Day hikers can explore a pair of canyons in the Mecca Hills on the Utah Canyons Trail.
The 2.7 mile loop heads up Little Utah Canyon, offers great views along a ridgeline, then runs down Big Utah Canyon. As the trail follows canyon washes, the route will be sandy, so wear quality hiking boots and bring a trekking pole.
To reach the trailhead, take Calif. Hwy. 111 to Mecca. Turn northeast onto Fourth Street then at the roundabout veer right/southeast onto Hammond Avenue. Next, go left/east onto 66th Avenue. As the street curves northeast toward the Mecca Hills, it becomes Box Canyon Road. After crossing the Coachella Canal, drive about 5 miles into Box Canyon with the Mecca Hills badlands formations rising on both sides of you. Park off the side of the road. If you see the Sheep Hole Oasis parking area, you’ve gone too far.
The trailhead begins in a wash on the road’s north side. Ascend the wash along the other side of the ridgeline that forms one of Box Canyon’s walls.
Your trail zigzags and serpentines through the Mecca Hills, following Little Utah Canyon the entire way. At times, the canyon narrows considerably.
Cactus and other scrub vegetation can be spotted along the trail and ridgelines. You’ll also spot a palo verde tree and plenty of desert lavender.
The highlight of the trail is the Mecca Hills’ geology, however.
The Mecca Hills are being uplifted as the North American and Pacific tectonic plates slide against one another along the nearby San Andreas Fault. When rain falls across the almost barren hills, the rushing water cuts through the rock, forming the canyons. Wind then continues to shape the clefts and gorges.
Some of the exposed rock at the canyons’ lowest points are more than 600 million years ago. The process of erosion continues today, leaving a layer of soft sand across the canyon floors.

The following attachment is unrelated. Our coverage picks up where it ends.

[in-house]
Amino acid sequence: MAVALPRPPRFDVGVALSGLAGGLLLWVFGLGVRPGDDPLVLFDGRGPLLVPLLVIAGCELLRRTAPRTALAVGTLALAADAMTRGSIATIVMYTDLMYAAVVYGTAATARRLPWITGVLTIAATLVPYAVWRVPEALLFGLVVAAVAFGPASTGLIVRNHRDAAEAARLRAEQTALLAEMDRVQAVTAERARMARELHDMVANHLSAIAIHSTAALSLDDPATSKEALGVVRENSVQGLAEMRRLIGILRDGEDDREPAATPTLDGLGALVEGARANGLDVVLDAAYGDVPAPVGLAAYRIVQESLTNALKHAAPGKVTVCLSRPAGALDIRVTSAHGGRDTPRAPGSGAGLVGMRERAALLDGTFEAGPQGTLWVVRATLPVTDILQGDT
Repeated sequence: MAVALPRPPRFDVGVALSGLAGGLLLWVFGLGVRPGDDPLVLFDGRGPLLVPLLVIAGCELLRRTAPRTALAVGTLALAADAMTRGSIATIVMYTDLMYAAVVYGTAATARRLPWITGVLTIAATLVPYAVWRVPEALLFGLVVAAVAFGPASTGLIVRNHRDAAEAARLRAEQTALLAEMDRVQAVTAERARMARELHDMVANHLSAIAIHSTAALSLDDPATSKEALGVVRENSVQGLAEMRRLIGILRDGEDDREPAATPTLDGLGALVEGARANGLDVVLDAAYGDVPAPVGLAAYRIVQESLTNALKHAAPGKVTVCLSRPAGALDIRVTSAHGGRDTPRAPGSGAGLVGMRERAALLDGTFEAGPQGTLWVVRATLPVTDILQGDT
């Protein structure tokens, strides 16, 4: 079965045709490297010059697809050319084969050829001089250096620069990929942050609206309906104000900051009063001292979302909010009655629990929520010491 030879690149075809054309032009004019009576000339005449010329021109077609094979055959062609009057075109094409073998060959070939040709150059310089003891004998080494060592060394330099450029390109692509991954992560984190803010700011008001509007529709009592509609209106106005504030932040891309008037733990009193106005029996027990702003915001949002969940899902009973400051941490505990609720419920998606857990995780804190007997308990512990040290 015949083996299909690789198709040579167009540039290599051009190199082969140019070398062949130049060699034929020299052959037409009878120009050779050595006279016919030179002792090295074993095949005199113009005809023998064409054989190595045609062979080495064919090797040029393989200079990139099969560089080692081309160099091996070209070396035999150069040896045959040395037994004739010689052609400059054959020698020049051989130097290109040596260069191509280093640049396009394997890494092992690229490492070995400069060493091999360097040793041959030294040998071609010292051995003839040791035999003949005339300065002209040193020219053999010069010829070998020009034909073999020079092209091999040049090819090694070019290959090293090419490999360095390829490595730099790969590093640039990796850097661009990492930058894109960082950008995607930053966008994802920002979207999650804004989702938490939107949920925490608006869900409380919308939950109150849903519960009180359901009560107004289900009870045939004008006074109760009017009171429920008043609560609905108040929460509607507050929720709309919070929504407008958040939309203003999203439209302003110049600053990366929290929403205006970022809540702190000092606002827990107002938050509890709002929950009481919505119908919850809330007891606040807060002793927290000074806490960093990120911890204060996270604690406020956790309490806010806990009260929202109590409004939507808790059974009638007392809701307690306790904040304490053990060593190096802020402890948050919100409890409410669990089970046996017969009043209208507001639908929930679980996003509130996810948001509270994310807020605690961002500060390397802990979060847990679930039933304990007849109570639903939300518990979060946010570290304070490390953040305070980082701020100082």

You’ll get up close and personal with the geology about 0.3 miles in. Large boulders that broke off the canyon wall have fallen across the trail, and you’ll need to walk around them.
The higher you head into the canyon, the rockier the route gets. You’ll greatly appreciate your hiking boots and trekking pole in this section.
At 1.3 miles, you’ll reach the Little Utah Canyon overlook then continue the top side of the loop along a ridge. This stretch offer great views of the Salton Sea and the Santa Rosa Mountains to the southeast.
Covering 343 square miles, the Salton Sea is California’s largest lake; its greatest depth is 43 feet. The Santa Rosa Mountains stretch for 30 miles with its highest point Toro Peak at 8,716 feet.
About 1.5 miles in, at the top of the ridgeline, turn right/southeast and begin your descent through Big Utah Canyon to Box Canyon.
Various colored rocks of red, gray and white line the canyon walls. Many of the rocks here are sediment deposited long ago by the Colorado River while others were heated, pulverized and reshaped by the friction of uplift.
The trail reaches Box Canyon Road northeast of where you parked. Walk southwest alongside the road; to your right is the ridgeline that you traversed the other side of at the hike’s start. Upon rounding the ridgeline, you’ll spot your vehicle.
While the shadows of the canyon walls offers some shade, the trail otherwise is entirely exposed to the sun. Be sure to don sunscreen, sunglasses and a sunhat as well as bring plenty of water. Never hike the trail if rain is forecast or if rain has fallen within the past couple of days.
- 02-–-at-times-the-canyons-narrow-significantly-especially-in-little-utah-canyon.: Rob Bignell
- 03-–-many-fascinating-rock-formations-can-be-seen-in-the-canyons-which-cut-through-600-million-years-of-geological-history.: Rob Bignell
- Barren Badlands: Rob Bignell
- Utah Canyons Trail: Rob Bignell